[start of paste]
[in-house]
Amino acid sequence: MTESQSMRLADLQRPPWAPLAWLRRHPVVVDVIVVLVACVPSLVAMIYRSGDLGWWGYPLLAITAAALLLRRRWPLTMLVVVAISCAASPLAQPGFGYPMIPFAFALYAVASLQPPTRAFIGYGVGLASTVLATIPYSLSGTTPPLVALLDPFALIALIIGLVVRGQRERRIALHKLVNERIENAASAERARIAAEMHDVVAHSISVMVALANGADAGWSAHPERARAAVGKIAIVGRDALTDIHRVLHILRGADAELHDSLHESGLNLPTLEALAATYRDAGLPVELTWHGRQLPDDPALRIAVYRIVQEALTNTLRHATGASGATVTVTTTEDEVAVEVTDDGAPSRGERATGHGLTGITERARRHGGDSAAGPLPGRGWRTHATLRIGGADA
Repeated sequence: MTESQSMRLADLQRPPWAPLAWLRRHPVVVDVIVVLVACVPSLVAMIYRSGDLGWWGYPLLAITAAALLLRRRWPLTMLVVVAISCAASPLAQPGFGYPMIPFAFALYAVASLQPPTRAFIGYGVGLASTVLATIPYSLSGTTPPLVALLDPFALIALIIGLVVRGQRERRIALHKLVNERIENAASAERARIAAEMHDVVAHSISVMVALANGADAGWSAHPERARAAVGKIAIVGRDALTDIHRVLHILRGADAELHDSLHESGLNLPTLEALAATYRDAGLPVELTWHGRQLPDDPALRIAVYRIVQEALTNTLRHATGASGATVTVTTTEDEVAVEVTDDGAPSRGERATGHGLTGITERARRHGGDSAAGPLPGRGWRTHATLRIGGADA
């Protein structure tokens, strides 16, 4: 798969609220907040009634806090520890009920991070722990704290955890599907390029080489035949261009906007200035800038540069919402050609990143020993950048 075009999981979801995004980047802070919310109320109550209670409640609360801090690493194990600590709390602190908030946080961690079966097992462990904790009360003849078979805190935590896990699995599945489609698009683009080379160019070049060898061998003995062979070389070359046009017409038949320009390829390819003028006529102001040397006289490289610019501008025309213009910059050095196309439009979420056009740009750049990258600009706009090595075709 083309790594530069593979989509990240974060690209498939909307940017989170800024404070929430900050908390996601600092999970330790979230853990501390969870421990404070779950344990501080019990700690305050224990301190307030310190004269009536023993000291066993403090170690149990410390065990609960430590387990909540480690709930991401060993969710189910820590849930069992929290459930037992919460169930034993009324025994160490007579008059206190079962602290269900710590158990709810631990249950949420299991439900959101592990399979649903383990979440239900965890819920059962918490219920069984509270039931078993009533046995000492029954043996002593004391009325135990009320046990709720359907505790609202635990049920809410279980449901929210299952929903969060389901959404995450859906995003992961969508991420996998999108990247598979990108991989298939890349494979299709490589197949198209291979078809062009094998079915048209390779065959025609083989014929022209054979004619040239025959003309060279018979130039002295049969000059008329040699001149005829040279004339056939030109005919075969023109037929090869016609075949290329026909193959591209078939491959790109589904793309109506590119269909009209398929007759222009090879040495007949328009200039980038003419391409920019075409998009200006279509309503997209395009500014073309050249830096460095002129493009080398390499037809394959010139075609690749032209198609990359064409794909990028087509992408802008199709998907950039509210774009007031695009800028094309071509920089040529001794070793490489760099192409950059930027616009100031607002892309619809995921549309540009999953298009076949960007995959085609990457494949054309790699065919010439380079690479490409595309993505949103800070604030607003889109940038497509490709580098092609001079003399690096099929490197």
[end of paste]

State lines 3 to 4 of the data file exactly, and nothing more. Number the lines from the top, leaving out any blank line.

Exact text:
Repeated sequence: MTESQSMRLADLQRPPWAPLAWLRRHPVVVDVIVVLVACVPSLVAMIYRSGDLGWWGYPLLAITAAALLLRRRWPLTMLVVVAISCAASPLAQPGFGYPMIPFAFALYAVASLQPPTRAFIGYGVGLASTVLATIPYSLSGTTPPLVALLDPFALIALIIGLVVRGQRERRIALHKLVNERIENAASAERARIAAEMHDVVAHSISVMVALANGADAGWSAHPERARAAVGKIAIVGRDALTDIHRVLHILRGADAELHDSLHESGLNLPTLEALAATYRDAGLPVELTWHGRQLPDDPALRIAVYRIVQEALTNTLRHATGASGATVTVTTTEDEVAVEVTDDGAPSRGERATGHGLTGITERARRHGGDSAAGPLPGRGWRTHATLRIGGADA
């Protein structure tokens, strides 16, 4: 798969609220907040009634806090520890009920991070722990704290955890599907390029080489035949261009906007200035800038540069919402050609990143020993950048 075009999981979801995004980047802070919310109320109550209670409640609360801090690493194990600590709390602190908030946080961690079966097992462990904790009360003849078979805190935590896990699995599945489609698009683009080379160019070049060898061998003995062979070389070359046009017409038949320009390829390819003028006529102001040397006289490289610019501008025309213009910059050095196309439009979420056009740009750049990258600009706009090595075709 083309790594530069593979989509990240974060690209498939909307940017989170800024404070929430900050908390996601600092999970330790979230853990501390969870421990404070779950344990501080019990700690305050224990301190307030310190004269009536023993000291066993403090170690149990410390065990609960430590387990909540480690709930991401060993969710189910820590849930069992929290459930037992919460169930034993009324025994160490007579008059206190079962602290269900710590158990709810631990249950949420299991439900959101592990399979649903383990979440239900965890819920059962918490219920069984509270039931078993009533046995000492029954043996002593004391009325135990009320046990709720359907505790609202635990049920809410279980449901929210299952929903969060389901959404995450859906995003992961969508991420996998999108990247598979990108991989298939890349494979299709490589197949198209291979078809062009094998079915048209390779065959025609083989014929022209054979004619040239025959003309060279018979130039002295049969000059008329040699001149005829040279004339056939030109005919075969023109037929090869016609075949290329026909193959591209078939491959790109589904793309109506590119269909009209398929007759222009090879040495007949328009200039980038003419391409920019075409998009200006279509309503997209395009500014073309050249830096460095002129493009080398390499037809394959010139075609690749032209198609990359064409794909990028087509992408802008199709998907950039509210774009007031695009800028094309071509920089040529001794070793490489760099192409950059930027616009100031607002892309619809995921549309540009999953298009076949960007995959085609990457494949054309790699065919010439380079690479490409595309993505949103800070604030607003889109940038497509490709580098092609001079003399690096099929490197």